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Throwback Thursday: MONSTER!

Did you know that Nebraska has one of the most fascinating accounts of a Loch ness-style lake monster on what is now a state recreation area? According to a 1923 article in the Omaha World-Herald newspaper, a man named J.A. Johnson claimed that he and two friends had seen a creature dwelling in what was then called Alkalai Lake (now Walgren Lake State Recreation Area) near Hay Springs in northwest Nebraska. He stated that he knew of forty others who had also seen the animal. The three saw the creature while camping near the lake. They saw it three-fourths out of the water and about twenty yards away. They described the creature as being forty feet long, dull gray/brown in color with a horn-like object between it’s eyes and nostrils. They said it looked similar to an alligator but was bigger and heavier than an alligator. When the creature noticed the men, it emitted a “dreadful roar,” thrashed it’s tail about and then dove under the water. Johnson went on to say that he believed the the creature had been responsible for local livestock losses. Some folks believed Johnson had really seen an abnormally large beaver swimming in the lake.

Prior to this account, Native Americans spoke of this supposed beast. Additionally, documents at the Nebraska State Historical Society show that the Walgren Lake Monster is referred to in Mari Sandoz’ book, Old Jules, and that she also wrote a “novelette,” Ossie and the Sea Monster, about the legend.

Walgren Lake Monster Depiction. Source: Nebraska State Historical Society.

Walgren Lake Monster Depiction. Source: Nebraska State Historical Society.

Nebraska State Historical Society records also indicate that a Colonel John G. Maher of Chadron, NE, who wrote for eastern U.S. newspapers and was credited with writing other folklore, probably initiated the hoax about the lake monster. Here’s an old, altered photo (Circa 1950) representing the alleged creature of the lake. This photo appears to be of an amphibian actually called a mudpuppy, or waterdog. This is one of only a few salamanders that make noise.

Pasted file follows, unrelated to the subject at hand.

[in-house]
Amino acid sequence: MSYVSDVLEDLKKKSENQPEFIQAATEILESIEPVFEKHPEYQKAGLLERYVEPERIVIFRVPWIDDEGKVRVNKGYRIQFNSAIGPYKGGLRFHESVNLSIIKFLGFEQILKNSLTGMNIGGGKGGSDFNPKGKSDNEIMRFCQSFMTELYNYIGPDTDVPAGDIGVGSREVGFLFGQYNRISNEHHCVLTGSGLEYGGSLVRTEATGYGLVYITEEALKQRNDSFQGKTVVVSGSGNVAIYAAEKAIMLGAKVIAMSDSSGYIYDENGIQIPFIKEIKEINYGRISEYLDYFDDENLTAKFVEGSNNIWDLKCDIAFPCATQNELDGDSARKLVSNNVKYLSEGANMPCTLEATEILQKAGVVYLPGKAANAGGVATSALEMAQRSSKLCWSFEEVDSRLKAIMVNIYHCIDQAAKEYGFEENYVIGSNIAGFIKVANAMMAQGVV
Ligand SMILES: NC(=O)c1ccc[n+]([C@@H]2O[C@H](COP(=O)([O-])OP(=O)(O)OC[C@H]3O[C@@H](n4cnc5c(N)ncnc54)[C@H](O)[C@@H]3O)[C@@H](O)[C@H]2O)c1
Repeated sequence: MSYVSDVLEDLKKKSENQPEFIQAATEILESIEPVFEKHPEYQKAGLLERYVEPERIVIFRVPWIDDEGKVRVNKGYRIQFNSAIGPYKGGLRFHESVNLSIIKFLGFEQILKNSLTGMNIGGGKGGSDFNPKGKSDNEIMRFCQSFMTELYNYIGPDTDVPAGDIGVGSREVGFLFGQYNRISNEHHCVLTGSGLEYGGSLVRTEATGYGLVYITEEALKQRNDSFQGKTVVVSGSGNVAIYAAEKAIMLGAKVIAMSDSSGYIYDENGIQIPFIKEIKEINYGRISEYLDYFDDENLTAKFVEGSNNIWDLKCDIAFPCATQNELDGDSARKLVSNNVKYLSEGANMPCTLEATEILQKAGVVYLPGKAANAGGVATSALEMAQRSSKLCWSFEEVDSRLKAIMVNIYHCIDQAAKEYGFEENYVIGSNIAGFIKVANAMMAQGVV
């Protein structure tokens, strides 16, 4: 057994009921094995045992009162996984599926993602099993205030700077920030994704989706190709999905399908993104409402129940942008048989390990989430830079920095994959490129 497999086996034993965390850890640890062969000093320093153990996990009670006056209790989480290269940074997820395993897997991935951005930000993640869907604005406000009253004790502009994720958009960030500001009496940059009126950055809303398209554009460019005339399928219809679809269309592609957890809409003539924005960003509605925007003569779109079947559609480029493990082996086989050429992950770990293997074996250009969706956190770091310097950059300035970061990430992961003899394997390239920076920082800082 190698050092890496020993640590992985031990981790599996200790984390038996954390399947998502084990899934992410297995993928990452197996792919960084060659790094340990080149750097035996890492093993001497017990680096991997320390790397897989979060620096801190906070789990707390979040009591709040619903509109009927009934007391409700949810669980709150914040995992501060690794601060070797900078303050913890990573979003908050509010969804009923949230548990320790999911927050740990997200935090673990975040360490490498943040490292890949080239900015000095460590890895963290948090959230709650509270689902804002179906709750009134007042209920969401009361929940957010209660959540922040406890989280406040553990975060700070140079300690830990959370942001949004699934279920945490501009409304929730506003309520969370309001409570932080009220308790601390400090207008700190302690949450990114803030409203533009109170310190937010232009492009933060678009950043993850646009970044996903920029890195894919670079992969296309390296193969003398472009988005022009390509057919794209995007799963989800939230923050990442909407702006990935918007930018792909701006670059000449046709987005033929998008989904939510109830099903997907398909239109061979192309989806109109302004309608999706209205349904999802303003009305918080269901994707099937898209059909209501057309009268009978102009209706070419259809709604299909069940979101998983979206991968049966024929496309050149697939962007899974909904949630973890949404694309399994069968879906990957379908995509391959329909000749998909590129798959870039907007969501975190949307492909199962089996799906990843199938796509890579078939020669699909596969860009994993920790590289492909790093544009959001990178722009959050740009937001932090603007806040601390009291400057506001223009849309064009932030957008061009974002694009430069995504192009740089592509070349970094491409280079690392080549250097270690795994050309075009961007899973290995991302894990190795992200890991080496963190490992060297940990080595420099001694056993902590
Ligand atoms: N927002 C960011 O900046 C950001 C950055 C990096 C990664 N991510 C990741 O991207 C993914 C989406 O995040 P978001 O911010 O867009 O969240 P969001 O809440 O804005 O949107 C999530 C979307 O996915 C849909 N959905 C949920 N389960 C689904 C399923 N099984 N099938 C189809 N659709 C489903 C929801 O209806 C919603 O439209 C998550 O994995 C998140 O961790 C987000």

Source: Nebraska State Historical Society.

Source: Nebraska State Historical Society.

Fast forward to January of 1962 when an article was done about the Walgren Lake monster in Outdoor Nebraska, forerunner of the current NEBRASKAland Magazine. Here’s the cover shot of that magazine and a link to the article here.

monsterofwalgrenlake

Source: NEBRASKAland Magazine archives.

Ask most anyone in the Hay Springs/Sheridan County area even today and they’ll tell you that they are proud of their Walgren Lake monster! In fact, in 1985, as part of  the town’s centennial celebration, promotional items were sold portraying the creature as reported in the 1923 article.

Source: Nebraska State Historical Society.

Source: Nebraska State Historical Society via Dale Bacon, Lincoln.

 

Source: Nebraska State Historical Society.

Source: Nebraska State Historical Society via Dale Bacon, Lincoln.

The Hay Springs Centennial Committee reconstructed the legendary monster as well. It was made of green floatation material had glowing eyes and a hump in the middle.

For the record, Game and Parks fisheries work in the lake has produced no evidence of an actual monster.

The legendary monster of Nebraska’s Walgren Lake still remains one of the most intriguing stories of cryptozoology!  See you out there … at Walgren Lake … perhaps on “monsterwatch!”

About Greg Wagner

A native of Gretna, NE, a graduate of Gretna High School and Bellevue University, Greg Wagner currently serves as the Public Information Officer and Manager for the Nebraska Game and Parks Commission's Service Center in Omaha. On a weekly basis, Wagner can be heard on a number of radio stations, seen on local television in Omaha, and on social media sites, creatively conveying natural resource conservation messages as well as promoting outdoor activities and destinations in Nebraska. Wagner, whose career at Game and Parks began in 1979, walks, talks, lives, breathes and blogs about Nebraska’s outdoors. He grew up in rural Gretna, building forts in the woods, hunting, fishing, collecting leaves, and generally thriving on constant outdoor activity. One of the primary goals of his blog is to get people, especially young ones, to have fun and spend time outside!

4 comments

  1. After reading this, I sent it to my 91 year old Sheridan County Native father:

    “So, did you used to feed this monster, or just ‘feed the story’? Ha!”

    And got this response:

    “Well, it was ‘Alkali Lake” back in those days, and the only ‘fish’
    we ever caught in there were bullheads. I don’t think I’ve ever
    caught one since, (Not on purpose , anyway). I guess that was
    the only thing that Hay Springs had going for them and they sure
    tried to “milk” it for a while. That good old home made ‘hooch’
    can make you see a lot of weird things…Good story!!!”

    Good story, indeed, Mr. W!

    H

    • Thanks very much, Harold. Glad he (and you) liked it! Loved your father’s response. Take care and have good one, you two.

      “Wags” — Greg Wagner

  2. Great story, Greg, loved it!

    I am still working on catching, and releasing, the Walgren Lake and other Nebraska “river monsters”. When I get ‘em, I will post pictures!

    Daryl B.

    • Thanks, D.B. You know that I’m right with ya’ brother on working to catch and release that Walgren Lake monster as well as our Nebraska “river monsters!”

      Tight Lines,

      “Wags” — Greg Wagner

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